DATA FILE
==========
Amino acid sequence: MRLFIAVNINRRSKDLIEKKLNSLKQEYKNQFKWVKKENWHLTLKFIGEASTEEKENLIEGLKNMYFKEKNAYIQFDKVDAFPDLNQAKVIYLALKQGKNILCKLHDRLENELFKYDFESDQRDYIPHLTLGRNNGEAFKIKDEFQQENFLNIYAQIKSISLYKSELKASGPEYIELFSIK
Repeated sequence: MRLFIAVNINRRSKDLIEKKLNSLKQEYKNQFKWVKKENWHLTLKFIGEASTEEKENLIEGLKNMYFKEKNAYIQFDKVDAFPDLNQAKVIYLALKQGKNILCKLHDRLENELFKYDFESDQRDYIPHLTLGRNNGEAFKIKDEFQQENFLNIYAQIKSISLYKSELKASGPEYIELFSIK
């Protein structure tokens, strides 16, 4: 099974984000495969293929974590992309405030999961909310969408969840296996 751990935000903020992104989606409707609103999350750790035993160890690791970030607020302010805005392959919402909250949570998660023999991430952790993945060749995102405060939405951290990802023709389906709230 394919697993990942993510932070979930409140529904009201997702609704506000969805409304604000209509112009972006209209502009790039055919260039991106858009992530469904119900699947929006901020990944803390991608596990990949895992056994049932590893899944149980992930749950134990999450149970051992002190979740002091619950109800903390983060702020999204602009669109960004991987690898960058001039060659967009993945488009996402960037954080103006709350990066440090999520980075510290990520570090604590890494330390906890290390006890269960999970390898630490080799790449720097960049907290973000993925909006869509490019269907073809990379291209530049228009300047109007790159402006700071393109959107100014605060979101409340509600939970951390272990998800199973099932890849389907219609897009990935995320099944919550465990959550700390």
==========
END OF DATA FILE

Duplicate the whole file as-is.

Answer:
Amino acid sequence: MRLFIAVNINRRSKDLIEKKLNSLKQEYKNQFKWVKKENWHLTLKFIGEASTEEKENLIEGLKNMYFKEKNAYIQFDKVDAFPDLNQAKVIYLALKQGKNILCKLHDRLENELFKYDFESDQRDYIPHLTLGRNNGEAFKIKDEFQQENFLNIYAQIKSISLYKSELKASGPEYIELFSIK
Repeated sequence: MRLFIAVNINRRSKDLIEKKLNSLKQEYKNQFKWVKKENWHLTLKFIGEASTEEKENLIEGLKNMYFKEKNAYIQFDKVDAFPDLNQAKVIYLALKQGKNILCKLHDRLENELFKYDFESDQRDYIPHLTLGRNNGEAFKIKDEFQQENFLNIYAQIKSISLYKSELKASGPEYIELFSIK
């Protein structure tokens, strides 16, 4: 099974984000495969293929974590992309405030999961909310969408969840296996 751990935000903020992104989606409707609103999350750790035993160890690791970030607020302010805005392959919402909250949570998660023999991430952790993945060749995102405060939405951290990802023709389906709230 394919697993990942993510932070979930409140529904009201997702609704506000969805409304604000209509112009972006209209502009790039055919260039991106858009992530469904119900699947929006901020990944803390991608596990990949895992056994049932590893899944149980992930749950134990999450149970051992002190979740002091619950109800903390983060702020999204602009669109960004991987690898960058001039060659967009993945488009996402960037954080103006709350990066440090999520980075510290990520570090604590890494330390906890290390006890269960999970390898630490080799790449720097960049907290973000993925909006869509490019269907073809990379291209530049228009300047109007790159402006700071393109959107100014605060979101409340509600939970951390272990998800199973099932890849389907219609897009990935995320099944919550465990959550700390």